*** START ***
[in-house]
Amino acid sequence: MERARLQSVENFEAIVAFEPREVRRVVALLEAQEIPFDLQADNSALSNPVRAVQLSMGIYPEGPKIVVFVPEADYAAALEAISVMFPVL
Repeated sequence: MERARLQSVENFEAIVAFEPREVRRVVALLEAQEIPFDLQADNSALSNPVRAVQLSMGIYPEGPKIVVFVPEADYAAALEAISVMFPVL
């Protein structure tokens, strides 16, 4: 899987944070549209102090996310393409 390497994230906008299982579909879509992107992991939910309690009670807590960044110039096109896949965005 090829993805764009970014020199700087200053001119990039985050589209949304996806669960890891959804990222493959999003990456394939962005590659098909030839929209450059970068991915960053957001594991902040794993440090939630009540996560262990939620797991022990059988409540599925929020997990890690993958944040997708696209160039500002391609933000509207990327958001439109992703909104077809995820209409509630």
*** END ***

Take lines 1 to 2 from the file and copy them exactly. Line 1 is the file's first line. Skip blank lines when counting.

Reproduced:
[in-house]
Amino acid sequence: MERARLQSVENFEAIVAFEPREVRRVVALLEAQEIPFDLQADNSALSNPVRAVQLSMGIYPEGPKIVVFVPEADYAAALEAISVMFPVL